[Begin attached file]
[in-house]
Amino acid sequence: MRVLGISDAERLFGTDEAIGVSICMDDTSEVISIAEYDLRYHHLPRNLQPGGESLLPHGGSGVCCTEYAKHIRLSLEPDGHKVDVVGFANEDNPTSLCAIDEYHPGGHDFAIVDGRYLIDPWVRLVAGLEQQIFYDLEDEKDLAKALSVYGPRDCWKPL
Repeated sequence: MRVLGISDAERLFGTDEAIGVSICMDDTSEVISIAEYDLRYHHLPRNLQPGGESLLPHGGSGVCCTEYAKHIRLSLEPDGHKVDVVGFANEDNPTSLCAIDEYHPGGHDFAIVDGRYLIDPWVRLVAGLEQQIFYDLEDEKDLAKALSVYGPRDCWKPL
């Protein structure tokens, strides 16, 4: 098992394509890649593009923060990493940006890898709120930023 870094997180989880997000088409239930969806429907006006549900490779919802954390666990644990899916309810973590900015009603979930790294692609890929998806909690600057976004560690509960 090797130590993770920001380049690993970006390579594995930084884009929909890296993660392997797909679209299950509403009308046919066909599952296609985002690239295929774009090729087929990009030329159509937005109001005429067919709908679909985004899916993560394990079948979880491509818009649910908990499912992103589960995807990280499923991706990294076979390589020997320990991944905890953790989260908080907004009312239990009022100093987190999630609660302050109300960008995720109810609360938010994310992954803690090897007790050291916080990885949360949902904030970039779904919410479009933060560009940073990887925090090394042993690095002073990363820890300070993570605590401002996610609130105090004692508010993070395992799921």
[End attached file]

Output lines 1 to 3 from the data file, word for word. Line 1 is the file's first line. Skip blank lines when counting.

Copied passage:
[in-house]
Amino acid sequence: MRVLGISDAERLFGTDEAIGVSICMDDTSEVISIAEYDLRYHHLPRNLQPGGESLLPHGGSGVCCTEYAKHIRLSLEPDGHKVDVVGFANEDNPTSLCAIDEYHPGGHDFAIVDGRYLIDPWVRLVAGLEQQIFYDLEDEKDLAKALSVYGPRDCWKPL
Repeated sequence: MRVLGISDAERLFGTDEAIGVSICMDDTSEVISIAEYDLRYHHLPRNLQPGGESLLPHGGSGVCCTEYAKHIRLSLEPDGHKVDVVGFANEDNPTSLCAIDEYHPGGHDFAIVDGRYLIDPWVRLVAGLEQQIFYDLEDEKDLAKALSVYGPRDCWKPL